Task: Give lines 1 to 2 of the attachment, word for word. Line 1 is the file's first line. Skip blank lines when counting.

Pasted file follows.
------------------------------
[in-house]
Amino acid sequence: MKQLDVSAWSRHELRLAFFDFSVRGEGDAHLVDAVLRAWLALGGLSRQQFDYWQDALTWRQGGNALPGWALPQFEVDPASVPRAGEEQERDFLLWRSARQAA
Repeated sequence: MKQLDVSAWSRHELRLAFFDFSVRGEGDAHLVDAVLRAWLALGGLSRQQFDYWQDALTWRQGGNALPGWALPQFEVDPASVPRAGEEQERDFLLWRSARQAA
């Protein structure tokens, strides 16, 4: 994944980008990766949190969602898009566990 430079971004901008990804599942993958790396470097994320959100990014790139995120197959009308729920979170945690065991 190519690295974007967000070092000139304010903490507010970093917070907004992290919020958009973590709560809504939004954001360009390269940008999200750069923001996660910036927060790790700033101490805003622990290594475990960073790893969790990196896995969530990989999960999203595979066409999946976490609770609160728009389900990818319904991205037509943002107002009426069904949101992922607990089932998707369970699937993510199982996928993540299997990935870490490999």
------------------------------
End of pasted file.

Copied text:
[in-house]
Amino acid sequence: MKQLDVSAWSRHELRLAFFDFSVRGEGDAHLVDAVLRAWLALGGLSRQQFDYWQDALTWRQGGNALPGWALPQFEVDPASVPRAGEEQERDFLLWRSARQAA